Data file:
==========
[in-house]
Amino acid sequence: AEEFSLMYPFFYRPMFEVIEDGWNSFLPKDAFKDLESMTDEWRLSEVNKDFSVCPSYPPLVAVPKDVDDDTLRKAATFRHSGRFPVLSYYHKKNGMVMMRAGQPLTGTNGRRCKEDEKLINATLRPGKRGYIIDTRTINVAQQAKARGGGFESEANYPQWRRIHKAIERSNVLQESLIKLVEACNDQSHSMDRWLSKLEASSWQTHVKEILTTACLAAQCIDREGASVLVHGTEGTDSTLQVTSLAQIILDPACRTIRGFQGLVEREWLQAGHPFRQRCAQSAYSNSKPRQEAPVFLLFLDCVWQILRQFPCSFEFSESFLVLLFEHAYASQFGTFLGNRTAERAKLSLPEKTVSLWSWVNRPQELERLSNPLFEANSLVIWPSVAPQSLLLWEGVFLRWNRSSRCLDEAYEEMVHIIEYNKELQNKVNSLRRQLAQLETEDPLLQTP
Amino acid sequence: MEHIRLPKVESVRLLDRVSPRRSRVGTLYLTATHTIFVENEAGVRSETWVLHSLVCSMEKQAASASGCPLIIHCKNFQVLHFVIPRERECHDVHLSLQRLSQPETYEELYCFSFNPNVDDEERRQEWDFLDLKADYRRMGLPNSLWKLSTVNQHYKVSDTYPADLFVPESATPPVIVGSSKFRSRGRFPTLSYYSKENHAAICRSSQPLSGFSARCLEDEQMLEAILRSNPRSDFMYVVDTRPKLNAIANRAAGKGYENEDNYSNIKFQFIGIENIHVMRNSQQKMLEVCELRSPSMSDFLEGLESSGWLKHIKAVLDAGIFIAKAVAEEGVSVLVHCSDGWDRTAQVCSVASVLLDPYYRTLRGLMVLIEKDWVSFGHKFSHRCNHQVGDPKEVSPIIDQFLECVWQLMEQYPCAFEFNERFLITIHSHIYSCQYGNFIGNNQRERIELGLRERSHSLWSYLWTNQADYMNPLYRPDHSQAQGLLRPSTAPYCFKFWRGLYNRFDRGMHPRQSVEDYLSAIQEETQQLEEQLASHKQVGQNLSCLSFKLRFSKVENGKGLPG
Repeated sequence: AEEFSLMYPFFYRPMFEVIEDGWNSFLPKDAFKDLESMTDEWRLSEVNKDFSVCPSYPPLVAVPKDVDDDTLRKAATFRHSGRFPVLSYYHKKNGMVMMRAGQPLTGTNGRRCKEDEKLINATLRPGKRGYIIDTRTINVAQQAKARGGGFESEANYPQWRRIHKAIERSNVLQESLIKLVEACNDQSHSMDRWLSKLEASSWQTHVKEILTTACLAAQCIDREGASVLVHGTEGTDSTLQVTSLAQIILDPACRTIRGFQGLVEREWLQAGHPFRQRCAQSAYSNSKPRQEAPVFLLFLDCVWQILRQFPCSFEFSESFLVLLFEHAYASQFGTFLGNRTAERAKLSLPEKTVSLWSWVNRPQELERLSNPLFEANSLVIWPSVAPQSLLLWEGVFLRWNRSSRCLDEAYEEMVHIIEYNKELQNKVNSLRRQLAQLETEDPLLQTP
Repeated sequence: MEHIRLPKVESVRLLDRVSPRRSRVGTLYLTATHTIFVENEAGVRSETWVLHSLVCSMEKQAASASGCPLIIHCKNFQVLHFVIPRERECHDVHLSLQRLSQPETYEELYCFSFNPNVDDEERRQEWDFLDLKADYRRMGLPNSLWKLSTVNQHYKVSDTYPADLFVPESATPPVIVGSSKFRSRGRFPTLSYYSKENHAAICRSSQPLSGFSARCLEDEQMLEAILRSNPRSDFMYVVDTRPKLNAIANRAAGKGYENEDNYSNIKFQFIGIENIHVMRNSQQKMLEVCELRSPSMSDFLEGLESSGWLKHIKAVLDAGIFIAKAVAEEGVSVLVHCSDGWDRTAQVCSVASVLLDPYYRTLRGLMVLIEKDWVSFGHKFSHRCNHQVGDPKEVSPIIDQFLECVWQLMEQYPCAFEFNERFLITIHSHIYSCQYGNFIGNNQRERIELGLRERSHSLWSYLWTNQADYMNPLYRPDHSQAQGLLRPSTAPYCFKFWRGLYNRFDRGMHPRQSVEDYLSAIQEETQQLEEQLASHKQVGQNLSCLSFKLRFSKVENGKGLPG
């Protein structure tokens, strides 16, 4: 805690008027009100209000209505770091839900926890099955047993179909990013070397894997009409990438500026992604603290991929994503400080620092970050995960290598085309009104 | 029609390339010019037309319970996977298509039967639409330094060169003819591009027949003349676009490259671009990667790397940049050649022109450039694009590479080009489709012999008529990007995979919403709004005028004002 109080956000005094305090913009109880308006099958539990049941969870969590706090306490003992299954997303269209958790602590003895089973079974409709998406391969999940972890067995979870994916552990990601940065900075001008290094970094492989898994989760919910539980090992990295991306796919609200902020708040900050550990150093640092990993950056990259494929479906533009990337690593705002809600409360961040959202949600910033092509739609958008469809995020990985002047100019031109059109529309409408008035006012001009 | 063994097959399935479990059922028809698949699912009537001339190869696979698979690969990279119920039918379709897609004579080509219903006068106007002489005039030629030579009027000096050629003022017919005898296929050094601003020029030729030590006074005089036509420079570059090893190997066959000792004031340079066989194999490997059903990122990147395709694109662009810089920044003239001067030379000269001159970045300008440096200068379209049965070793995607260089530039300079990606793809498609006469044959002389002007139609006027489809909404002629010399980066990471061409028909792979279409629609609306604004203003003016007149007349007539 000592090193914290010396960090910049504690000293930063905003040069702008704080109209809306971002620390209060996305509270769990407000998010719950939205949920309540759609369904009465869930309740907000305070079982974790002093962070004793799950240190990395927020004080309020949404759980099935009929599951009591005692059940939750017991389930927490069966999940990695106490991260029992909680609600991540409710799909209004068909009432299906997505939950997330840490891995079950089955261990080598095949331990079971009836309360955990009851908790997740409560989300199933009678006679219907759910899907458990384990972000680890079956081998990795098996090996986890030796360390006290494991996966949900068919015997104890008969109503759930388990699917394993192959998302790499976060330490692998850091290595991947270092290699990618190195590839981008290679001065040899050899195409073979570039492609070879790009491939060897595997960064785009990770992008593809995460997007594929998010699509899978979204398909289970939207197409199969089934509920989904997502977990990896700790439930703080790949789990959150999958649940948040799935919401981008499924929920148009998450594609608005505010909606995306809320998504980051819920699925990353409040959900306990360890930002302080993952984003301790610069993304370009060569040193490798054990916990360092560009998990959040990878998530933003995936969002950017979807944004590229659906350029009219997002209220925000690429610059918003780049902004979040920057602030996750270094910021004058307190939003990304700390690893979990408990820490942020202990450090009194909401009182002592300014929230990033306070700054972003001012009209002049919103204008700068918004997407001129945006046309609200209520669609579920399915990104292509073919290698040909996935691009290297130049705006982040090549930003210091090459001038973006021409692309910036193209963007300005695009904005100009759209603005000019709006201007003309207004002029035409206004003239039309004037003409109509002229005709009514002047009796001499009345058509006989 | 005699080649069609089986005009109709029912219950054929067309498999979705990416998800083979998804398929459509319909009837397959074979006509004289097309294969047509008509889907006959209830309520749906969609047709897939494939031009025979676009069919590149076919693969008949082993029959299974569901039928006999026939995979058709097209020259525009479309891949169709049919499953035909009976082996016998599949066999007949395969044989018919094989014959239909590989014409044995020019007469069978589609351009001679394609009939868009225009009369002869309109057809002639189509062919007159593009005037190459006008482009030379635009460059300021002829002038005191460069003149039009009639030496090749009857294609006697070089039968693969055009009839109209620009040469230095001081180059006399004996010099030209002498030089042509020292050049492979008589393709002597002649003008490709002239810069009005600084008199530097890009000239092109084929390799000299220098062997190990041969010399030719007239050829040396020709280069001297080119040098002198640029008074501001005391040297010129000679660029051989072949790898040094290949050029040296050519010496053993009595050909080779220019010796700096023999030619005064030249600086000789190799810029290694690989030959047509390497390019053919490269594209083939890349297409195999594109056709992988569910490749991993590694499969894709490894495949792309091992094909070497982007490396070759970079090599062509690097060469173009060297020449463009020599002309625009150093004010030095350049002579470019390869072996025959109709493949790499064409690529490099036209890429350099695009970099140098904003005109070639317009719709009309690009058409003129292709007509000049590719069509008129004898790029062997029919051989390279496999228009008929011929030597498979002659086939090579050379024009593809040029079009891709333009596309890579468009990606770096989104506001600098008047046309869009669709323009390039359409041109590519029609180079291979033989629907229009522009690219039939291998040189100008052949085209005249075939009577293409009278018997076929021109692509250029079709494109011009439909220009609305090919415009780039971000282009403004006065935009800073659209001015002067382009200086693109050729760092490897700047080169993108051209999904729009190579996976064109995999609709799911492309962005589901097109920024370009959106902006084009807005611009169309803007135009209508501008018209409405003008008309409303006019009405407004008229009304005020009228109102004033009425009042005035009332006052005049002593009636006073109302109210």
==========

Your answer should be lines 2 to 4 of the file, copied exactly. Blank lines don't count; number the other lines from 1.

Amino acid sequence: AEEFSLMYPFFYRPMFEVIEDGWNSFLPKDAFKDLESMTDEWRLSEVNKDFSVCPSYPPLVAVPKDVDDDTLRKAATFRHSGRFPVLSYYHKKNGMVMMRAGQPLTGTNGRRCKEDEKLINATLRPGKRGYIIDTRTINVAQQAKARGGGFESEANYPQWRRIHKAIERSNVLQESLIKLVEACNDQSHSMDRWLSKLEASSWQTHVKEILTTACLAAQCIDREGASVLVHGTEGTDSTLQVTSLAQIILDPACRTIRGFQGLVEREWLQAGHPFRQRCAQSAYSNSKPRQEAPVFLLFLDCVWQILRQFPCSFEFSESFLVLLFEHAYASQFGTFLGNRTAERAKLSLPEKTVSLWSWVNRPQELERLSNPLFEANSLVIWPSVAPQSLLLWEGVFLRWNRSSRCLDEAYEEMVHIIEYNKELQNKVNSLRRQLAQLETEDPLLQTP
Amino acid sequence: MEHIRLPKVESVRLLDRVSPRRSRVGTLYLTATHTIFVENEAGVRSETWVLHSLVCSMEKQAASASGCPLIIHCKNFQVLHFVIPRERECHDVHLSLQRLSQPETYEELYCFSFNPNVDDEERRQEWDFLDLKADYRRMGLPNSLWKLSTVNQHYKVSDTYPADLFVPESATPPVIVGSSKFRSRGRFPTLSYYSKENHAAICRSSQPLSGFSARCLEDEQMLEAILRSNPRSDFMYVVDTRPKLNAIANRAAGKGYENEDNYSNIKFQFIGIENIHVMRNSQQKMLEVCELRSPSMSDFLEGLESSGWLKHIKAVLDAGIFIAKAVAEEGVSVLVHCSDGWDRTAQVCSVASVLLDPYYRTLRGLMVLIEKDWVSFGHKFSHRCNHQVGDPKEVSPIIDQFLECVWQLMEQYPCAFEFNERFLITIHSHIYSCQYGNFIGNNQRERIELGLRERSHSLWSYLWTNQADYMNPLYRPDHSQAQGLLRPSTAPYCFKFWRGLYNRFDRGMHPRQSVEDYLSAIQEETQQLEEQLASHKQVGQNLSCLSFKLRFSKVENGKGLPG
Repeated sequence: AEEFSLMYPFFYRPMFEVIEDGWNSFLPKDAFKDLESMTDEWRLSEVNKDFSVCPSYPPLVAVPKDVDDDTLRKAATFRHSGRFPVLSYYHKKNGMVMMRAGQPLTGTNGRRCKEDEKLINATLRPGKRGYIIDTRTINVAQQAKARGGGFESEANYPQWRRIHKAIERSNVLQESLIKLVEACNDQSHSMDRWLSKLEASSWQTHVKEILTTACLAAQCIDREGASVLVHGTEGTDSTLQVTSLAQIILDPACRTIRGFQGLVEREWLQAGHPFRQRCAQSAYSNSKPRQEAPVFLLFLDCVWQILRQFPCSFEFSESFLVLLFEHAYASQFGTFLGNRTAERAKLSLPEKTVSLWSWVNRPQELERLSNPLFEANSLVIWPSVAPQSLLLWEGVFLRWNRSSRCLDEAYEEMVHIIEYNKELQNKVNSLRRQLAQLETEDPLLQTP